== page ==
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Head & Neck cancer and radiation

Overview

Head and neck cancer is an umbrella term used to define cancer that develops in the head and neck area, including the throat, nose, salivary glands or, most often, the mouth. Most head and neck cancers are squamous cell carcinomas, or cancers that begin in the lining of the mouth, nose and throat. 85% of head and neck cancers are linked to tobacco use, and 75% are associated with a combination of tobacco and alcohol use. Also, cancers related to the Human Papilloma Virus (HPV) are becoming more prevalent and a high percentage of patients also have a HPV-related tumor.

More information

You can find additional information on head & neck cancer on our Cancer Resources page.

Information on this page was resourced from:

American Cancer Society

National Cancer Institute

Cancer Treatment Centers of America

About Head & Neck cancer

Head and neck cancer is an umbrella term used to define cancer that develops in the head and neck area, including the throat, nose, salivary glands or, most often, the mouth. Most head and neck cancers are squamous cell carcinomas, or cancers that begin in the lining of the mouth, nose and throat. 85% of head and neck cancers are linked to tobacco use, and 75% are associated with a combination of tobacco and alcohol use. Also, cancers related to the Human Papilloma Virus (HPV) are becoming more prevalent and a high percentage of patients also have a HPV-related tumor.

Because most head and neck cancers form in the surface layer of the tissue, where the cells are flat and squamous, most head and neck cancers are squamous cell carcinomas. Because of their location, head and neck tumors and treatment-related side effects may impair patients’ ability to eat, swallow, and breathe.

Head and neck cancers account for about 3% of all cancers in the United States. The majority of head and neck cancer patients are over the age of 50. Men are two to three times more likely to develop the disease than women.

At MRO, we understand the uncertainty and uniqueness that comes with a head and neck cancer diagnosis. Our oncologists and supportive care teams are committed to helping you understand the complexities of the disease and how radiation treatment may help with your cancer. Our MRO oncologists offer a level of expertise that comes from working exclusively with radiation cancer treatments and patients every day. 

Technological advances and an increased awareness of the major risk factors for head and neck cancer have helped lead to a decline in incidence rates for the disease over the past few decades. Research and prevention efforts have also helped more patients survive the disease, while also helping improve their quality of life after treatment. Still, education about the various types of head and neck cancer, and their symptoms, potential side effects and available treatments, is as vital as ever.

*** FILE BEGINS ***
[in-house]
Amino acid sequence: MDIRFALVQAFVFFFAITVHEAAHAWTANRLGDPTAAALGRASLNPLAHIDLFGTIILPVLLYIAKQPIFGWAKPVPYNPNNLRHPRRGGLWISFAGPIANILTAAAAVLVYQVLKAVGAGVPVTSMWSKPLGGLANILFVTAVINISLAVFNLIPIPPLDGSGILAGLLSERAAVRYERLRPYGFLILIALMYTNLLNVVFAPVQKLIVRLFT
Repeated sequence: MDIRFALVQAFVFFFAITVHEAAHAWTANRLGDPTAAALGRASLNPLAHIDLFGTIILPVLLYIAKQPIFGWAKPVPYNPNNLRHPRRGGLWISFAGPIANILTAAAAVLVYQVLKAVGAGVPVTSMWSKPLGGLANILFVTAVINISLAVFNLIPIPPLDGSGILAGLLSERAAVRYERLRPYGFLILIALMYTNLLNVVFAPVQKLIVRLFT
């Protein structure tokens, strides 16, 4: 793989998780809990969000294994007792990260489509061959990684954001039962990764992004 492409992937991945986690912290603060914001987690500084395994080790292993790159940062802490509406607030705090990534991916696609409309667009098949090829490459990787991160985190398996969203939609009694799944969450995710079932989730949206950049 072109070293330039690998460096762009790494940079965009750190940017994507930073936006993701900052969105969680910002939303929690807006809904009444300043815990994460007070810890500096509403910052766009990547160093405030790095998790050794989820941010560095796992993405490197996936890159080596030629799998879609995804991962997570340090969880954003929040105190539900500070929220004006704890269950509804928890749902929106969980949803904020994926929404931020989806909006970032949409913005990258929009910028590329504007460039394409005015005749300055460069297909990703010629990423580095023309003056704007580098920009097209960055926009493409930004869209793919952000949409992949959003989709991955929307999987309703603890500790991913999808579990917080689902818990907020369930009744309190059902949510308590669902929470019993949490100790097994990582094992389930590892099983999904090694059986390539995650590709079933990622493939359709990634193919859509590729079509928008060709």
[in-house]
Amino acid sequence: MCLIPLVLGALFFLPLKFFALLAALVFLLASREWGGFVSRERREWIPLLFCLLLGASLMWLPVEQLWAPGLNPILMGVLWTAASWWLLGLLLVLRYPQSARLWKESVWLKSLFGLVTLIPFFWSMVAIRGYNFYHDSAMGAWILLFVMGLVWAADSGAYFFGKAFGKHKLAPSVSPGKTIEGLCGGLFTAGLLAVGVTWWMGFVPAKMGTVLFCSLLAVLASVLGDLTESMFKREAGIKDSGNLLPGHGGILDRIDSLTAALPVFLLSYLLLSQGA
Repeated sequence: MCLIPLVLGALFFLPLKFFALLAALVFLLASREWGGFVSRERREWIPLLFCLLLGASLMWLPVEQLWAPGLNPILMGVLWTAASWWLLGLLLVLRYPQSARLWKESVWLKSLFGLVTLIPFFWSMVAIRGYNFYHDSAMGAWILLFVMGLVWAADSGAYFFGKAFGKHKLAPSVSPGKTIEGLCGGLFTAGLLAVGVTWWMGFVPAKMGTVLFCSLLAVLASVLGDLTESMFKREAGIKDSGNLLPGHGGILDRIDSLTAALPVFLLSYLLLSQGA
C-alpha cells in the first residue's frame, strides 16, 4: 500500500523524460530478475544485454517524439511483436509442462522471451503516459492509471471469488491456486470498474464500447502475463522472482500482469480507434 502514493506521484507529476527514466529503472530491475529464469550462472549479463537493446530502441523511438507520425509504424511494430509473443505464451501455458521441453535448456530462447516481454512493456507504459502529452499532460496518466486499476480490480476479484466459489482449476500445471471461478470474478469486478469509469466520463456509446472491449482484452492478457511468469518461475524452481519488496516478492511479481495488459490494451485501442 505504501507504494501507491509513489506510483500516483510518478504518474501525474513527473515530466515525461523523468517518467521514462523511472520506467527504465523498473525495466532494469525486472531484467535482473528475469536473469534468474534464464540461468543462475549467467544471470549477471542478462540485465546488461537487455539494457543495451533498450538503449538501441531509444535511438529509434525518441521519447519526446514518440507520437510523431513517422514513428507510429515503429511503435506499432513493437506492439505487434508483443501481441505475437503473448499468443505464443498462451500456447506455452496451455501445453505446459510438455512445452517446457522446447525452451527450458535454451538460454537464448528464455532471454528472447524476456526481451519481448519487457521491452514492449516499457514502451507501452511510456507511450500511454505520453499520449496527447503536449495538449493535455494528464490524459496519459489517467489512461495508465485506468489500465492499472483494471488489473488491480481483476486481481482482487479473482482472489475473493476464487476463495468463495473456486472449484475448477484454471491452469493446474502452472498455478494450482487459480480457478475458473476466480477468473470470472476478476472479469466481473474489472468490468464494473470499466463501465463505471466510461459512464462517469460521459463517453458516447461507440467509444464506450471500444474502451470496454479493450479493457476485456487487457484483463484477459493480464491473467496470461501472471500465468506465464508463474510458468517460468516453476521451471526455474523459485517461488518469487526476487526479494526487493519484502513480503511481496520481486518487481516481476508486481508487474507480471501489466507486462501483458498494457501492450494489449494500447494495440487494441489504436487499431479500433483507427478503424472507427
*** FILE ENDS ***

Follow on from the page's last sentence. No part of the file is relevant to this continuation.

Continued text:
Types of Head & Neck cancer

Head and neck cancers are classified according to the part of the body in which they occur. Risk factors, diagnosis and treatment may vary depending on the subtype of the disease. Below are some types of head and neck cancer.

Laryngeal cancer: The larynx is located at the top of the windpipe, or trachea. Also called the voice box, this tube-shaped organ is involved in breathing, talking and swallowing. The larynx also contains the epiglottis, a small piece of tissue that moves to cover the larynx and prevent food from entering the windpipe. Laryngeal cancer, a type of throat cancer, is one of the most common forms of head and neck cancer. Patients with laryngeal cancer often need voice rehabilitation after treatment to learn how to speak again. 

Hypopharyngeal cancer: The hypopharynx is the lower part of the throat, which surrounds the larynx. This part of the body is also called the gullet. Hypopharyngeal cancer is a type of throat cancer.

Nasal cavity and paranasal sinus cancer: Nasal cavity cancer forms in the space just behind the nose, where air passes on its way to the throat. This type of cancer may also develop in the air-filled areas that surround the nasal cavity, called the paranasal sinuses. Nasal cavity and paranasal sinus cancer are uncommon.

Salivary gland cancer: The salivary glands produce the saliva responsible for breaking down food. Salivary gland cancer is uncommon.

Oral cancer: Oral cancer forms in the mouth. The oral cavity includes the lips, the inside lining of the lips and cheeks, the teeth, the gums, the front of the tongue, the floor of the mouth, and the roof of the mouth. Oral cancer is the ninth most common cancer among men.

Oropharyngeal cancer: Oropharyngeal cancer forms in the oropharynx, which is the part of the throat just behind the mouth. The oropharynx includes the base of the tongue, the back of the roof of the mouth, the tonsils, and the side and back walls of the throat. Human papillomavirus (HPV), as well as tobacco and alcohol use, may increase a person’s risk of oropharyngeal cancer.

Radiation treatment options

Radiation treatment options are available and if radiation is the best choice for you – your MRO care team along will create a radiation treatment plan just for you to help you get back to your life in a timely manner.

External Beam Radiation Therapy (EBRT)